We have $A_0,A_1,\dots,A_5$ sets, with the same length $|A_0|=\cdots=|A_5|=5$. We know that

  • $A_i\cap A_{i\pm 1}=\varnothing$
  • $|A_i\cap A_{j}|=2$, when $j\neq i\pm 1$ and $j\neq i$
  • for all different $i,j,k,l$, if $A_i\cap A_j\neq\varnothing$ and $A_k\cap A_l\neq\varnothing,$ we have $A_i\cap A_j\neq A_k\cap A_l$

Here we suppose that $A_0=A_6,$ $A_{-1}=A_5,$ $A_i=A_{i ~\mathrm{mod}(6)}$.

How can find length of $A_0\cup A_1\cup\cdots A_6$ set?

If we calculate it directly, by hand we will get 14, but I am interested in algorithmic way to find solution, because this task can be generalized so that: we have $A_0,A_1,\dots,A_n$ set, $|A_0|=\cdots=|A_n|=a_n$ and second will become $|A_i\cap A_{j}|=b_n.$

  • $\begingroup$ These conditions can't hold. Consider $i=k=0$, $j=l=2$. By the second condition $\left|A_0\cap A_2\right|=2$, so $A_0\cap A_2\neq\varnothing$. Hence by the third condition $A_0\cap A_2 \neq A_0\cap A_2$, a contradiction. $\endgroup$ – Christoph Dec 11 '15 at 12:31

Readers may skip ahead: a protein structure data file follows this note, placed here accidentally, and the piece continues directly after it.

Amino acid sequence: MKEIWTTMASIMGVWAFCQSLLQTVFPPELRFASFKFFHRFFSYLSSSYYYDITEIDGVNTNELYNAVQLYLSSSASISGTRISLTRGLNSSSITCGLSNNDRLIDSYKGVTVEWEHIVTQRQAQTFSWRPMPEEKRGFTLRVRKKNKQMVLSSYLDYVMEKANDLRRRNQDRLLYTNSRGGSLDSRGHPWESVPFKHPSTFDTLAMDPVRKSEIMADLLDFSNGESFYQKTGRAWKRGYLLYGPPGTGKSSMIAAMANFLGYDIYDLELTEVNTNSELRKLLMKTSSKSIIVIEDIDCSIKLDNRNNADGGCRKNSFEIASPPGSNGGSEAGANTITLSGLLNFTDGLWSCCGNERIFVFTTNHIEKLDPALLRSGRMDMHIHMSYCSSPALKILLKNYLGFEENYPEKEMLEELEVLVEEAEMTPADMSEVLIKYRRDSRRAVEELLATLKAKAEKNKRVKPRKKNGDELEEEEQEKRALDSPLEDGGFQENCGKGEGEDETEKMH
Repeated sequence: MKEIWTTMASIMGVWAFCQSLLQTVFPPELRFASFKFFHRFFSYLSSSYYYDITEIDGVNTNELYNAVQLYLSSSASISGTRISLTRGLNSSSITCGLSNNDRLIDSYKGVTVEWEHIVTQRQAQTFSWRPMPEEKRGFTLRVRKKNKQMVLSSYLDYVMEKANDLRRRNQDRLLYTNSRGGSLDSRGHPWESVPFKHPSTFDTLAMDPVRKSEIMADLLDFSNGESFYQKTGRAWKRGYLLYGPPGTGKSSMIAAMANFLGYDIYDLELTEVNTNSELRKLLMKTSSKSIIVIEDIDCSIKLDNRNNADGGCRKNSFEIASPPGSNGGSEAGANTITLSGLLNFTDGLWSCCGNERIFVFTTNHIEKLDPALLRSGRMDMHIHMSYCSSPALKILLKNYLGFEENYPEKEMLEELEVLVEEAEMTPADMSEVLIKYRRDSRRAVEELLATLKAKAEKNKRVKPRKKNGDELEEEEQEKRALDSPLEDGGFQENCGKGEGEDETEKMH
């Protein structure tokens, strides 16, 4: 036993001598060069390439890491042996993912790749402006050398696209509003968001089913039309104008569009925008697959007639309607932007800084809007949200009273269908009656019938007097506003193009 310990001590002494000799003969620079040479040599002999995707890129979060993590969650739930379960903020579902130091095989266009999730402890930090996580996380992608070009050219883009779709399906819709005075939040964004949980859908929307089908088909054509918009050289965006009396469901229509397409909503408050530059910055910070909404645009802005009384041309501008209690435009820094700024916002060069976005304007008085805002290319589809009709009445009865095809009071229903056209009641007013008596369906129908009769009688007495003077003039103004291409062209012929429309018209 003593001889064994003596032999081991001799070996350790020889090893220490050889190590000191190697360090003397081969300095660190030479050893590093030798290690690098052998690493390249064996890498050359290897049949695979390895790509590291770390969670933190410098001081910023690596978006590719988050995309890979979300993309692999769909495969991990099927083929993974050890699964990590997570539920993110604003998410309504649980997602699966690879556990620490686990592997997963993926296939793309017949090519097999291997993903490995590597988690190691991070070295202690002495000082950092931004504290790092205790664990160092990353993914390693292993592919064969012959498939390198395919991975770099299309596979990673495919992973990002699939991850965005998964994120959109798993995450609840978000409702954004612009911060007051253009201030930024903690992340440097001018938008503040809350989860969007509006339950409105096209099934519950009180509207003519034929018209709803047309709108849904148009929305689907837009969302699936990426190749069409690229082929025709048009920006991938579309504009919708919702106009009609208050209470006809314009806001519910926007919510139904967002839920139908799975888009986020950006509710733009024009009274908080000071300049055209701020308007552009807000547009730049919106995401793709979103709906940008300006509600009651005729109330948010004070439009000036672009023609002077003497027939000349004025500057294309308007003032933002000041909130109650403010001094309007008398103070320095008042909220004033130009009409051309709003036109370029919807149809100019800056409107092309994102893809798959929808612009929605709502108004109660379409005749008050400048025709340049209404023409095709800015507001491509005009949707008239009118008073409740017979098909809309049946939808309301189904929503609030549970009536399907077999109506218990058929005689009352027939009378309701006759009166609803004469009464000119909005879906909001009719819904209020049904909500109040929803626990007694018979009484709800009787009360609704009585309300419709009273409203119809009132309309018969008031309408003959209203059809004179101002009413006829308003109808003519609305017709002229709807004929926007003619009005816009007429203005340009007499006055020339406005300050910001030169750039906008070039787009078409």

• $\begingroup$ @Christoph Perhaps the third condition is missing the assumption that $\{i,j\}\not=\{k,l\}$. $\endgroup$ – Michael Burr Dec 11 '15 at 12:35
  • $\begingroup$ I don't know. Also the second condition would imply that $\left|A_i\right| = \left|A_i \cap A_i\right| = 2\neq 5$. So it is probably also missing the assumption $i\neq j$. $\endgroup$ – Christoph Dec 11 '15 at 12:37
  • $\begingroup$ I made few changes, now it should be hold conditions $\endgroup$ – Giorgi Dec 11 '15 at 14:28

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